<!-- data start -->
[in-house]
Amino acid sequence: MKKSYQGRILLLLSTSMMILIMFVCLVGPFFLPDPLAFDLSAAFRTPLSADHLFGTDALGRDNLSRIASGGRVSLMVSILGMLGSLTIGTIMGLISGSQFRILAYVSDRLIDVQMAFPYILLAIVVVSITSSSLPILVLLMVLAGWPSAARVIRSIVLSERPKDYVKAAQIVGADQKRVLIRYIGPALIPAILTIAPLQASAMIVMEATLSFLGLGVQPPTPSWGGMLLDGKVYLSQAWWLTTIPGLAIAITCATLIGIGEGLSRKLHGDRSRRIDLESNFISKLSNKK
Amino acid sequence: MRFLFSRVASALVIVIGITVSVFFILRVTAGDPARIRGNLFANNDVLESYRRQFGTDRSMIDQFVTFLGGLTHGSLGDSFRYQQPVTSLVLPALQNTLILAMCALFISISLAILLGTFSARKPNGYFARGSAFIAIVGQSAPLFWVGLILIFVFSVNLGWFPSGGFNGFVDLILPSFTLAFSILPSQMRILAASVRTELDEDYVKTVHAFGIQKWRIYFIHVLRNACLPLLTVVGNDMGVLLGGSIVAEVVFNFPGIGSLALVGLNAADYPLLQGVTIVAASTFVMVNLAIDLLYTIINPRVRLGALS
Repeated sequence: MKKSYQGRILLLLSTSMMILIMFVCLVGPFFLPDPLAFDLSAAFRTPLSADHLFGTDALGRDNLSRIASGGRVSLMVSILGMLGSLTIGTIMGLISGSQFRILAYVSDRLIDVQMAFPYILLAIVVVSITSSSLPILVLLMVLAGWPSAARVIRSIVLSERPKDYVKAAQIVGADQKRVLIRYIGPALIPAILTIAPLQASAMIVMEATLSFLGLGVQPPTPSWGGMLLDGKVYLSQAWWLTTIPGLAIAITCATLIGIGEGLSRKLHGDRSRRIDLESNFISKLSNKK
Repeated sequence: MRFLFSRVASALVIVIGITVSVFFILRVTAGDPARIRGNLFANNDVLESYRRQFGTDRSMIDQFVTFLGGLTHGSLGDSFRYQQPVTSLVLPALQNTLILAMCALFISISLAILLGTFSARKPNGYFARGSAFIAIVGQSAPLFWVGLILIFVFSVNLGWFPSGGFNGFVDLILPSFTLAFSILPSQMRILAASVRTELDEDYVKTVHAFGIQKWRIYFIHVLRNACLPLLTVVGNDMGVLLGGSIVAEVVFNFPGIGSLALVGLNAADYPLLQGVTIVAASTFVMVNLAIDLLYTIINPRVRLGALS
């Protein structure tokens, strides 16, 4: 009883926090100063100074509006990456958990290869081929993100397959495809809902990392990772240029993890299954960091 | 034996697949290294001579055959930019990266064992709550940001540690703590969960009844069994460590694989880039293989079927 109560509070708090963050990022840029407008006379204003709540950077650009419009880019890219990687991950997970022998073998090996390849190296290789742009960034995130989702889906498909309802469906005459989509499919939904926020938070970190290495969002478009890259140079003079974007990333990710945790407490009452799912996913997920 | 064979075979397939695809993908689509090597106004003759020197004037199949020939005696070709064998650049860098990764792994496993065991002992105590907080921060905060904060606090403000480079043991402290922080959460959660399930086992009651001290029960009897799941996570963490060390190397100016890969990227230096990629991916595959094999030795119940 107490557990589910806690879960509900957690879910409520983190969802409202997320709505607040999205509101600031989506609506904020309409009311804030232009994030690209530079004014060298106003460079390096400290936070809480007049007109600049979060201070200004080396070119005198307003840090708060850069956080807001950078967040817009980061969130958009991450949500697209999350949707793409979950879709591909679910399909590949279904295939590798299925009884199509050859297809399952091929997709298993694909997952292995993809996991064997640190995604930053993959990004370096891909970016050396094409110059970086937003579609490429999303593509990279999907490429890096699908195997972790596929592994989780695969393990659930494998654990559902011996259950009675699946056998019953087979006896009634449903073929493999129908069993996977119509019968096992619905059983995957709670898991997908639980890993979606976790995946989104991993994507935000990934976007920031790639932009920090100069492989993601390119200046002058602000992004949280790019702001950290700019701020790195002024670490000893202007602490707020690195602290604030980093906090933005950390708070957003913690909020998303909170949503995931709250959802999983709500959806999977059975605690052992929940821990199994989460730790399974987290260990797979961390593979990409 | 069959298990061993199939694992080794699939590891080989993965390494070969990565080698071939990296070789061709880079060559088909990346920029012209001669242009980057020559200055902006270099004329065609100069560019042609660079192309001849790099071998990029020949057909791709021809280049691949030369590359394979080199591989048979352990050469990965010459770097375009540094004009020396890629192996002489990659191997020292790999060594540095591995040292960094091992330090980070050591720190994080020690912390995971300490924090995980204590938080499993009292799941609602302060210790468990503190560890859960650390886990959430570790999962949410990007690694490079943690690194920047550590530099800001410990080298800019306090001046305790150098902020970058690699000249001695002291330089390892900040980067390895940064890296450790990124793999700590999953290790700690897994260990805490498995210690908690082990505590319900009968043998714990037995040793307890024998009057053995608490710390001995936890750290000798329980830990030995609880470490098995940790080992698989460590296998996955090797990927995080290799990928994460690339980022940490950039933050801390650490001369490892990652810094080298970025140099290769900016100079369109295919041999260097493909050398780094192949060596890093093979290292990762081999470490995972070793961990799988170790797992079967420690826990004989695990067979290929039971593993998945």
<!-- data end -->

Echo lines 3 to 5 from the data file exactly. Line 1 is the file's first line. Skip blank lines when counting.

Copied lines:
Amino acid sequence: MRFLFSRVASALVIVIGITVSVFFILRVTAGDPARIRGNLFANNDVLESYRRQFGTDRSMIDQFVTFLGGLTHGSLGDSFRYQQPVTSLVLPALQNTLILAMCALFISISLAILLGTFSARKPNGYFARGSAFIAIVGQSAPLFWVGLILIFVFSVNLGWFPSGGFNGFVDLILPSFTLAFSILPSQMRILAASVRTELDEDYVKTVHAFGIQKWRIYFIHVLRNACLPLLTVVGNDMGVLLGGSIVAEVVFNFPGIGSLALVGLNAADYPLLQGVTIVAASTFVMVNLAIDLLYTIINPRVRLGALS
Repeated sequence: MKKSYQGRILLLLSTSMMILIMFVCLVGPFFLPDPLAFDLSAAFRTPLSADHLFGTDALGRDNLSRIASGGRVSLMVSILGMLGSLTIGTIMGLISGSQFRILAYVSDRLIDVQMAFPYILLAIVVVSITSSSLPILVLLMVLAGWPSAARVIRSIVLSERPKDYVKAAQIVGADQKRVLIRYIGPALIPAILTIAPLQASAMIVMEATLSFLGLGVQPPTPSWGGMLLDGKVYLSQAWWLTTIPGLAIAITCATLIGIGEGLSRKLHGDRSRRIDLESNFISKLSNKK
Repeated sequence: MRFLFSRVASALVIVIGITVSVFFILRVTAGDPARIRGNLFANNDVLESYRRQFGTDRSMIDQFVTFLGGLTHGSLGDSFRYQQPVTSLVLPALQNTLILAMCALFISISLAILLGTFSARKPNGYFARGSAFIAIVGQSAPLFWVGLILIFVFSVNLGWFPSGGFNGFVDLILPSFTLAFSILPSQMRILAASVRTELDEDYVKTVHAFGIQKWRIYFIHVLRNACLPLLTVVGNDMGVLLGGSIVAEVVFNFPGIGSLALVGLNAADYPLLQGVTIVAASTFVMVNLAIDLLYTIINPRVRLGALS